May 14, 2009
Update, 5 p.m. EDT: Carnival Cruise Lines announced today that passengers who were onboard Carnival Splendor's April 26 sailing or Carnival Ecstasy's April 27 sailing -- which were in progress when the travel restrictions were announced, seriously altering those itineraries -- will receive a 50 percent discount on a future cruise.
Splendor passengers can use the 50 percent toward another three- to seven-day cruise departing before December 2010. Ecstasy passengers can use the 50 percent toward another three- to five-day cruise departing before December 2010. Guests should make reservations in the usual manner and inform their agent (or Carnival) of the discount at the time of reservation.
(May 4) -- Your Mexican Riviera cruise is now a Pacific Northwest sailing -- what recourse do you have as a booked passenger? As cruise lines scramble to reroute ships from Mexico amid growing concerns over swine flu, passengers on in-progress cruises and those on upcoming cruises are wondering what they'll be offered in terms of compensation and what options they'll have for canceling or rescheduling cruises.
Three cruise lines are offering varying degrees of compensation and/or the option to rebook:
Carnival Cruise Lines is the only line offering all impacted passengers on upcoming sailings a rebooking option. Guests who do not wish to sail on a modified itinerary may opt to receive a refund in the form of a future cruise credit equal to the full amount paid for the voyage. The credit may be applied to an alternate sailing departing through the end of 2010. With four and five-day cruises from Galveston and New Orleans that are being converted to seven-day voyages, those guests may opt to receive their refund in the form of a future cruise credit or money back.
Also, compensation is being offered to guests who choose to sail on the May 3 Carnival Splendor cruise, which is now a Pacific Coastal itinerary, not Mexican Riviera. Guests that sail on this cruise will receive a $75 per person onboard credit.
Of particular note, again, is Carnival Splendor, which ended a cruise on May 3 in Long Beach. Originally scheduled to call at Mazatlan, Cabo San Lucas and Puerto Vallarta, the ship only made one call -- in San Francisco. Cruise Critic Community Manager Laura Sterling was onboard with a group of nearly 200 members and hosts, and tells us that the captain pulled strings in order to make an impromptu stop in Long Beach yesterday to offer an early disembarkation to those who didn't want to continue onward to San Francisco. No other compensation was offered.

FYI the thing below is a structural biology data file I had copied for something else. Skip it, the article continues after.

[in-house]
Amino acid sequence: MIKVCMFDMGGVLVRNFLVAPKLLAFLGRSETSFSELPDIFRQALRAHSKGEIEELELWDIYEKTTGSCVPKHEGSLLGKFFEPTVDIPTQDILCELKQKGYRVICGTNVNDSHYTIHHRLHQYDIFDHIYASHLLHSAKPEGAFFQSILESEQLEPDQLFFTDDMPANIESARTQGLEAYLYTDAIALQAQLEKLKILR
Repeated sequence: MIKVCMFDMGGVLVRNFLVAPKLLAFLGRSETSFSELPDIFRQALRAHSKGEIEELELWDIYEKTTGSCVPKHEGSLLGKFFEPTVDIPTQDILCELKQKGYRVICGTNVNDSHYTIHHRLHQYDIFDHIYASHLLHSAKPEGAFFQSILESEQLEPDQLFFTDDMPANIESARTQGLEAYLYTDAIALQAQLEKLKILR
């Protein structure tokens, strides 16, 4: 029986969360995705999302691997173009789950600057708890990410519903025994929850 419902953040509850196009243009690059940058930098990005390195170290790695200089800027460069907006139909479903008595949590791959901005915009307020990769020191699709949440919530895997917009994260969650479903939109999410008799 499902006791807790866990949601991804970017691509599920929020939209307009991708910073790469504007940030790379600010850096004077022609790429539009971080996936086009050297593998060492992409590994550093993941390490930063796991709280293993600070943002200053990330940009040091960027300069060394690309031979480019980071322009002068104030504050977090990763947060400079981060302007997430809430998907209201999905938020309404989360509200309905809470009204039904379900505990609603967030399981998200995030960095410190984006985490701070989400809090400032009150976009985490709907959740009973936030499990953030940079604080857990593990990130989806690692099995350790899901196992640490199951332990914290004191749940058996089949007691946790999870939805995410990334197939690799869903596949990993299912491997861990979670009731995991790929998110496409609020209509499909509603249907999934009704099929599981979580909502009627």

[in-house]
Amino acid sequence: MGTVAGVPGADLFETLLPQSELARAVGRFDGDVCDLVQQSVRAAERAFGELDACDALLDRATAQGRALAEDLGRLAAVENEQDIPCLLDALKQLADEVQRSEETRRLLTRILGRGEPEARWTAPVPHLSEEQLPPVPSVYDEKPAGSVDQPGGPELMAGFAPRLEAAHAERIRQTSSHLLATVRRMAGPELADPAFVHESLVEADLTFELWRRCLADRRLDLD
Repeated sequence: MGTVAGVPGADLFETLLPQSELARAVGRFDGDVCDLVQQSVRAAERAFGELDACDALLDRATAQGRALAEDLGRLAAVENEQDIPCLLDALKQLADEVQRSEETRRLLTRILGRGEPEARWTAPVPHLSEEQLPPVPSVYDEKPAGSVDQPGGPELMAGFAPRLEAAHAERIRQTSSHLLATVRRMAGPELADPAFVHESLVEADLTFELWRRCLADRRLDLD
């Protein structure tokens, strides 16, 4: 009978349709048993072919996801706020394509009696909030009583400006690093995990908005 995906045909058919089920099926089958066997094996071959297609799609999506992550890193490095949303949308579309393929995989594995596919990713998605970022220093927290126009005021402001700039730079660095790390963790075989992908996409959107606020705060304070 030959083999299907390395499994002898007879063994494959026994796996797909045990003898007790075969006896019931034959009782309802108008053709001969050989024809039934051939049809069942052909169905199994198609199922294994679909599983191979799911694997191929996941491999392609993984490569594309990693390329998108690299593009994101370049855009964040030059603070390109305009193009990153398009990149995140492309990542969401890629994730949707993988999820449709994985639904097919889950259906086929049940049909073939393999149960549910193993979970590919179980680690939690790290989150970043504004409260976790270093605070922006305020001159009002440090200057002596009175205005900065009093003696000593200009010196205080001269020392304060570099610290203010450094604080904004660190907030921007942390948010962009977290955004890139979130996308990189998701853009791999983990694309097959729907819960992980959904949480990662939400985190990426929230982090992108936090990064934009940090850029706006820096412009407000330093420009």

Guests booked to sail between May 7 and May 11 who want to cancel should contact Carnival by May 4. Guests booked to sail between May 14 and June 15 who want to cancel should contact Carnival by May 7. For more information about compensation and rebooking options, visit carnival.com.
Royal Caribbean is providing assistance only to those passengers on Mariner of the Seas, whose itinerary was the most impacted (the Mexican Riviera itinerary is now a West Coast and Canada one). Those booked on affected cruises through the June 14 sailing have three options:
Royal Caribbean tells us they are contacting guests on affected sailings. There is also a help desk: 800-327-6700.
The final holdout is Princess Cruises, which announced late in the week that it will offer a "goodwill gesture" to passengers on select sailings. Guests booked on Sapphire Princess' April 25 or May 2 sailings, or Star Princess' April 27 sailing, will receive a future cruise credit of 50 percent of the fare paid. The credit is good toward any sailing through April 2011. There is still no rebook option.
"[These] cruises were sold as voyages exclusively to Mexico," an official statement from the line reads, "and we therefore realize that these passengers are not receiving the cruise vacation they had anticipated."
POLL: What do you think cruise lines should offer to passengers on impacted sailings?
A Word on Travel Insurance Coverage
Currently, there are no special concessions being made by travel insurance companies due to swine flu. A representative for Travel Guard tells us that if you have a standard insurance policy, you will not be covered if you cancel your plans simply out of fear of contacting swine flu. If you've purchased a "cancel for any reason" upgrade, you will be covered.
If you are currently traveling and get sick, or need to be quarantined because of swine flu, typical trip interruption coverage, included in standard travel insurance policies, will apply. In the case of the Travel Guard policy, you'll have access to worldwide medical referrals; up-to-the-minute updates on outbreak status and travel areas affected; information on symptoms, prevention and treatment; and coordination of travel arrangements for those in transit.
Passengers concerned about their travel insurance coverage should contact their individual provider.
--by Dan Askin, Associate Editor, and Melissa Baldwin Paloti, Managing Editor